Saturday, January 11, 2014

Cary Grant and Ralph Bellamy the Super-Centenarians

Watch your screens! You might be able to catch one of these superheroes for a few hours sometime. What power! Still sending smiles a for over a century. Sheesh! We're celebrating their 110th birthdays this year.

Grab a cup of coffee with Ralph Bellamy
Cary Grant and
Rosalind Russell
His Girl Friday
Actors Cary Grant and Ralph Bellamy appeared together in a pair of screwball comedies,  The Awful Truth (1937) and His Girl Friday (1940).

These are two of the most famous films from the golden era of that genre.

Were Grant and Bellamy alive this year, they may have comic books devoted to them and be assigned their requisite flowing capes as they'd be Super-Centenarians!

Each man would have turned 110 in 2014. Cary Grant (Archibald Alexander Leach) was born January 18, 1904. He his name changed legally on June 26, 1942 when he became became a U.S. citizen.

Ralph Bellamy was born June 17, 1904. What would they choose for their superhero names?

For the record another special actor from the golden era of Hollywood joins the Super-Centenarian Club: Mr. Peter Lorre! He was born June 26, 1904. If anyone knows of a film that featured Cary Grant, Ralph Bellamy and Peter Lorre I'd love to see it. Peter Lorre and Cary Grant were both in Arsenic and Old Lace.

Arsenic and Old Lace Movie Poster (11 x 14 Inches - 28cm x 36cm) 1944
Cary Grant, Raymond Massey, Peter Lorre
Joan Crawford was born March 23, 1904. Glenda Farrell was born June 30, 1904 and silent star Laura La Plante was born November 1, 1904.

Their wonderful female costars were Irene Dunne in The Awful Truth and Rosalind Russell in His Girl Friday. Cary Grant played Walter Burns, Ralph Bellamy played Bruce Baldwin.

A supercentenarian is a person who's reached or passed his or her 110th birthday. So what superpowers would Cary and Ralph possess?

With this definition, we would include many more people. How about Alfred Hitchcock who turns 115 in 2014? Celebrate Mr. Hitchcock was born August 13, 1899.

Watch channels such as Turner Classic Movies (TCM) for marathons of their films, celebrations dedicated to the stars around their birthdays.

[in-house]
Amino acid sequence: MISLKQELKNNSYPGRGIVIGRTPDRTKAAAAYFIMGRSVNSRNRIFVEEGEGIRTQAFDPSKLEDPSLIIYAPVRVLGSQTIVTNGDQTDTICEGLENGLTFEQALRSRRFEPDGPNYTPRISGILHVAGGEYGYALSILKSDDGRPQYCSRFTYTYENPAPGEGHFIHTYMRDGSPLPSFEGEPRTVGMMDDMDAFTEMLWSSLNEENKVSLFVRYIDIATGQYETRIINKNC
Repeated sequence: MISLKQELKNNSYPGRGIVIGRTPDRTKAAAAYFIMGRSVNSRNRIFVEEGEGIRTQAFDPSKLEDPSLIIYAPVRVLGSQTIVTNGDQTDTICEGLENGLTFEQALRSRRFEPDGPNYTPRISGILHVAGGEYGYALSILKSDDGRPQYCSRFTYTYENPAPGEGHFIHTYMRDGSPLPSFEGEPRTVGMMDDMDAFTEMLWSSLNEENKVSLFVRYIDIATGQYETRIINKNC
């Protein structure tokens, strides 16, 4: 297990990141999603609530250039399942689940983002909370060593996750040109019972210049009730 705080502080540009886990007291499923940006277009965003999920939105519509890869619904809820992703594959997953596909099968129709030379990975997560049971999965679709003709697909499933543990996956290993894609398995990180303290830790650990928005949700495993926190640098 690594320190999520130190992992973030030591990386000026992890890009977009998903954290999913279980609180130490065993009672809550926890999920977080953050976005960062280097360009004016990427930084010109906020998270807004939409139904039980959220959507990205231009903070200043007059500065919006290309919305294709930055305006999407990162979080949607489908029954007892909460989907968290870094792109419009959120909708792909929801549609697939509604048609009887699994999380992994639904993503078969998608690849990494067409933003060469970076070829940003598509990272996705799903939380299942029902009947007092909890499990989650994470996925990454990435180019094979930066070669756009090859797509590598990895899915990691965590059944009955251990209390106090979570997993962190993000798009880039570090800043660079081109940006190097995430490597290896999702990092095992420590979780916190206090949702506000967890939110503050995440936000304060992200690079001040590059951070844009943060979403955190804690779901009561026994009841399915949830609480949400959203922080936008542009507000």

Have your own film festival anytime. Many of their films may be rented and streamed over your computer or TV. If you have a service like Amazon Prime, some will be included in your membership for free. Have a party in their honor.

Grant and Bellamy meet The Awful Truth
Grant's Hollywood Walk of Fame star (1610 Vine Street) is near Clark Gable, Jimmy Durante, Ann Sothern and Donna Reed.

"If you live to be a hundred, I want to live to be a hundred minus one day so I never have to live without you."
-- A.A. Milne, Winnie-the-Pooh  

Also born on January 18th, Norvell "Oliver" Hardy, Danny Kaye, Kevin Costner, Sir Thomas Sopwith and A.A. Milne. Bentley Motors Limited was founded January 18, 1919. 

All born on January 18th actually: Albert Alonzo Ames 1842, Alan Alexander Milne 1882 and Archibald Alexander Leach 1904. Alan Alda is born 10 days later on January 28, 1936.

Sharing a June 17th birthday are notable figures ranging from M. C. Escher and Charles Eames, to Joe Piscopo and radio personality Art Bell.

Singer Barry Manilow was born on June 17, 1943. But he had his first Billboard Hot 100 number one single on January 18 1975: Mandy. 

Ralph Bellamy's star on the Hollywood Walk of Fame (6542 Hollywood Blvd.) is near those of Monty Woolley, Isaac Stern, Frank Sinatra, Leslie Howard and Orson Welles.  

Walter Burns describing Bruce Baldwin in His Girl Friday: 
"He looks like that fellow in the movies. You know, Ralph Bellamy.(Maybe not surprisingly, Bellamy said in an interview that Cary Grant ad-libbed this line.)

Also in His Girl Friday, Walter Burns: